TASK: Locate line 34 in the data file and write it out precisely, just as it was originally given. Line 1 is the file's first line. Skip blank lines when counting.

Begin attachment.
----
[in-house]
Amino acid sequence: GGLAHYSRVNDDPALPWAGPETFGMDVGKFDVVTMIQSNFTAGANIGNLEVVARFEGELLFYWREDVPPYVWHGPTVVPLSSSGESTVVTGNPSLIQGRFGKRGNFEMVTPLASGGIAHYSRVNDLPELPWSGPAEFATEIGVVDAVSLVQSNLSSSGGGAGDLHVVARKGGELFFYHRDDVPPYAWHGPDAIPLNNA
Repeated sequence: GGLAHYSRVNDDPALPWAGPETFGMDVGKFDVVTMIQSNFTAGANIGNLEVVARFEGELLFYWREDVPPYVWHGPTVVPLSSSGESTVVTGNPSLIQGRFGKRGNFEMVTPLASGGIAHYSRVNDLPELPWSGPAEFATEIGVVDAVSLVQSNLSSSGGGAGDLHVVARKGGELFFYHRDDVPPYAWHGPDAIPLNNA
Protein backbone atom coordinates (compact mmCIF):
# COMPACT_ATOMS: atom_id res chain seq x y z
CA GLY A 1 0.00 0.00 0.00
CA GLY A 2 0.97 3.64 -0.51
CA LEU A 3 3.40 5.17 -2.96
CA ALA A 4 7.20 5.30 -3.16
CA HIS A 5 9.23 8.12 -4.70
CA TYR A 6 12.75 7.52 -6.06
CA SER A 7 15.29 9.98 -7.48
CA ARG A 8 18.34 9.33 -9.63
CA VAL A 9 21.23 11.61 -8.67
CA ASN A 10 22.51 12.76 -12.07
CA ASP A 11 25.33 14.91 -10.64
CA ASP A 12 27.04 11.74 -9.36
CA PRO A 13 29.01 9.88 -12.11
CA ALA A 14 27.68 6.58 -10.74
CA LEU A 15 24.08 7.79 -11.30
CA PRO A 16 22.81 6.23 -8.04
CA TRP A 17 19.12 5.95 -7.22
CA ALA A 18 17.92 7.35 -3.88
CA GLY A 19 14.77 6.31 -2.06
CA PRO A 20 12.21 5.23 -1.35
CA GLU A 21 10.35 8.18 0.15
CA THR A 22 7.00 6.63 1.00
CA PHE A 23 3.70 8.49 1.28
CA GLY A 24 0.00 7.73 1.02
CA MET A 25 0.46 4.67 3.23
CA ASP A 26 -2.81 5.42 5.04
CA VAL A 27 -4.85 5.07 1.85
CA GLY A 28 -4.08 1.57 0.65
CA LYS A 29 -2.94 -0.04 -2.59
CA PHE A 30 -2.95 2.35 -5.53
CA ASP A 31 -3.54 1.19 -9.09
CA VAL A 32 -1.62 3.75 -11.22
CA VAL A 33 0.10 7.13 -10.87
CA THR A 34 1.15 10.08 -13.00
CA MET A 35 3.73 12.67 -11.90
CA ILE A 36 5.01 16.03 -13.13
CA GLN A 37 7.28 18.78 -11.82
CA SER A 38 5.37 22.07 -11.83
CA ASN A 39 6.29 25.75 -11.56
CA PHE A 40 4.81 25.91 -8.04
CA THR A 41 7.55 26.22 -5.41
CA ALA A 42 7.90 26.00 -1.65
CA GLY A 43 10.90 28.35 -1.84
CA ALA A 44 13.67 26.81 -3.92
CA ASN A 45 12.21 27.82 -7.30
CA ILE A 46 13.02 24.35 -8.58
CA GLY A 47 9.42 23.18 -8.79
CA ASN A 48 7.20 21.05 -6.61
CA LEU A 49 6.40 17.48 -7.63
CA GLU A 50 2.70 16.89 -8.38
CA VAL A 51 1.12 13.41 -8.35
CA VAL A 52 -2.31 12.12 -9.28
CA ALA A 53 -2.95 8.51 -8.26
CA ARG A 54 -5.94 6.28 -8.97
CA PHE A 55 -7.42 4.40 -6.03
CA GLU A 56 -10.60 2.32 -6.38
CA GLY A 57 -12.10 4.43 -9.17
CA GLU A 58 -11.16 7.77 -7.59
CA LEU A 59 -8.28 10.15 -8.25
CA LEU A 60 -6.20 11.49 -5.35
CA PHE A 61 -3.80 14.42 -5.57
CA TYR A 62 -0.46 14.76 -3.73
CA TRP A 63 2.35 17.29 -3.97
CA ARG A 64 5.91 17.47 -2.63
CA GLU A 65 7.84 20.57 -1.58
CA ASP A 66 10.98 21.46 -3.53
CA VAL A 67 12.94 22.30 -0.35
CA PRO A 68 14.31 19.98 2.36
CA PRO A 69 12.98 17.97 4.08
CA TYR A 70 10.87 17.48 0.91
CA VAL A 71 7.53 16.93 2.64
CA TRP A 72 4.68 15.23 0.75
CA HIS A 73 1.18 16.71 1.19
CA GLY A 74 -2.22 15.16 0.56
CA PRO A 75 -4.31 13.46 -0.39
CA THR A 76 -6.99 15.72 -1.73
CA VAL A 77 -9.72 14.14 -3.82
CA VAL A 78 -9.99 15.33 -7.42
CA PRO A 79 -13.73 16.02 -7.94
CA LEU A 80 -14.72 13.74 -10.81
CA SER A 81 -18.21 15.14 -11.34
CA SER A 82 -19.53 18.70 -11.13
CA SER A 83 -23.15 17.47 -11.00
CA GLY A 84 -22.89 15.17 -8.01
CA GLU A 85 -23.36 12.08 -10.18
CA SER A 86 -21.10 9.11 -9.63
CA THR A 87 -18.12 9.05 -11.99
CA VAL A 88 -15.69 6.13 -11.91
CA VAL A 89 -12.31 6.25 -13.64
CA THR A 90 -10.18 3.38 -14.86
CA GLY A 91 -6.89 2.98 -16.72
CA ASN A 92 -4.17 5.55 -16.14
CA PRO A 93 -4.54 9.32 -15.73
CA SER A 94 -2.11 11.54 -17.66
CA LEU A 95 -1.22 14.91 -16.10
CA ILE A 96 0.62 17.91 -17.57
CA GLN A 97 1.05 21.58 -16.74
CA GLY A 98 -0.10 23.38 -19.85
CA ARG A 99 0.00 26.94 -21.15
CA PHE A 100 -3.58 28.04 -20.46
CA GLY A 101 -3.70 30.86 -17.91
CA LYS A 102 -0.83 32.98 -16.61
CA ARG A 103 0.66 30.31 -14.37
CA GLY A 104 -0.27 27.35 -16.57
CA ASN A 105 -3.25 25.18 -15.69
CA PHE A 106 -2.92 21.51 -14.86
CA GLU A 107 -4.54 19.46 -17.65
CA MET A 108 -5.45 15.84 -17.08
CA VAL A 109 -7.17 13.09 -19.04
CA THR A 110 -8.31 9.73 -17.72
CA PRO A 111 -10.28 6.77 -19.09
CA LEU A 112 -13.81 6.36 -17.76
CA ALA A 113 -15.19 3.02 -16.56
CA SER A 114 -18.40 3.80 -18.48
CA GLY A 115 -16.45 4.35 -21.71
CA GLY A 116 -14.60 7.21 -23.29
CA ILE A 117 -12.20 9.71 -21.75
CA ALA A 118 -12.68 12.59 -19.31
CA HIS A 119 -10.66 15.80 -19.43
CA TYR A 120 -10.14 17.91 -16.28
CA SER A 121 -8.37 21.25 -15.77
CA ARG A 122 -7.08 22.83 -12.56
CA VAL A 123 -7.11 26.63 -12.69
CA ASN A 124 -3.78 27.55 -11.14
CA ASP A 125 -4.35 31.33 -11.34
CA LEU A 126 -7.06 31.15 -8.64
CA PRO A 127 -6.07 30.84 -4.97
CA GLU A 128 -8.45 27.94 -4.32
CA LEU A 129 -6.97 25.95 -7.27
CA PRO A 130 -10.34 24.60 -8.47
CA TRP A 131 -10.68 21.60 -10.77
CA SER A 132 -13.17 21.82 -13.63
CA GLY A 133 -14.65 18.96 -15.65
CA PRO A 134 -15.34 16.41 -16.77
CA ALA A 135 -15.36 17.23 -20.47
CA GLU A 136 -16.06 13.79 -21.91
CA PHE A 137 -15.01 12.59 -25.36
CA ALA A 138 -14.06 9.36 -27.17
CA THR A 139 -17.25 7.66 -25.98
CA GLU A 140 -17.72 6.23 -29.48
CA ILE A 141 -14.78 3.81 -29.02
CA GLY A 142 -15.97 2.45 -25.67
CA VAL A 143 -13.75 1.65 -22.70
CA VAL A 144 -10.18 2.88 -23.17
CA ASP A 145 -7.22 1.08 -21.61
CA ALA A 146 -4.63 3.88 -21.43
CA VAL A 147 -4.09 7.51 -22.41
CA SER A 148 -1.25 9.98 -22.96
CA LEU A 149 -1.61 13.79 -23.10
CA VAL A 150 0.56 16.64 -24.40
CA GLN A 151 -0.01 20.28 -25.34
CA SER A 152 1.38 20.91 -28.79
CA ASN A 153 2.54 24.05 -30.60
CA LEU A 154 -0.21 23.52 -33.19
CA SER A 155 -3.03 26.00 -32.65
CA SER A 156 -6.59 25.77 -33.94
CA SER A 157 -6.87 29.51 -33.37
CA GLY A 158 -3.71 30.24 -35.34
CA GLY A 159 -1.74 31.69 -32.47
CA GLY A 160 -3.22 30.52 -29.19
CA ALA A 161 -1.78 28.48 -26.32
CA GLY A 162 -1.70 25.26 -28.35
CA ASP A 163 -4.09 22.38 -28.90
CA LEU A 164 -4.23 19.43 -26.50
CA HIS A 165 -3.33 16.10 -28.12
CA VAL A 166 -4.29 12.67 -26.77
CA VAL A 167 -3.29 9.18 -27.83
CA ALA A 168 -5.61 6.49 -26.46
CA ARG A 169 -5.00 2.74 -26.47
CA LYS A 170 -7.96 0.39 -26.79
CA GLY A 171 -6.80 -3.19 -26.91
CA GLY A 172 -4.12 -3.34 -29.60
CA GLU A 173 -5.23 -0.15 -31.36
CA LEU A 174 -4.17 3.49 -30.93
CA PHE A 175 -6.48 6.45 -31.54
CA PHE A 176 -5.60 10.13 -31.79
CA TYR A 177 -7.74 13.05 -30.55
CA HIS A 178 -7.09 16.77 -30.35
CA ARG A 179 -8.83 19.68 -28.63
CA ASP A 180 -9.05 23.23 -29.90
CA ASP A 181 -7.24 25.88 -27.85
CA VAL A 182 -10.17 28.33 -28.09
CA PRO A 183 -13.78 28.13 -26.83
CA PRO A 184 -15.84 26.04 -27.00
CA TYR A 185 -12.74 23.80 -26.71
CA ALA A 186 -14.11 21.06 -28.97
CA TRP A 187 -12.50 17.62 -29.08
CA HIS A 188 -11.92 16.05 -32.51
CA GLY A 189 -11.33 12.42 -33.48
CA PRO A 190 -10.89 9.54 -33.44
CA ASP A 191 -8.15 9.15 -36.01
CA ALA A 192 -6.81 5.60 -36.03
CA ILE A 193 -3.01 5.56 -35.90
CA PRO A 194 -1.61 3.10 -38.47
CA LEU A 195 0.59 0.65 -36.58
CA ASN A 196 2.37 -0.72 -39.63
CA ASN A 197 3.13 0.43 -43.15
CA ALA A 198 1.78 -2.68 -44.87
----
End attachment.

CA LYS A 29 -2.94 -0.04 -2.59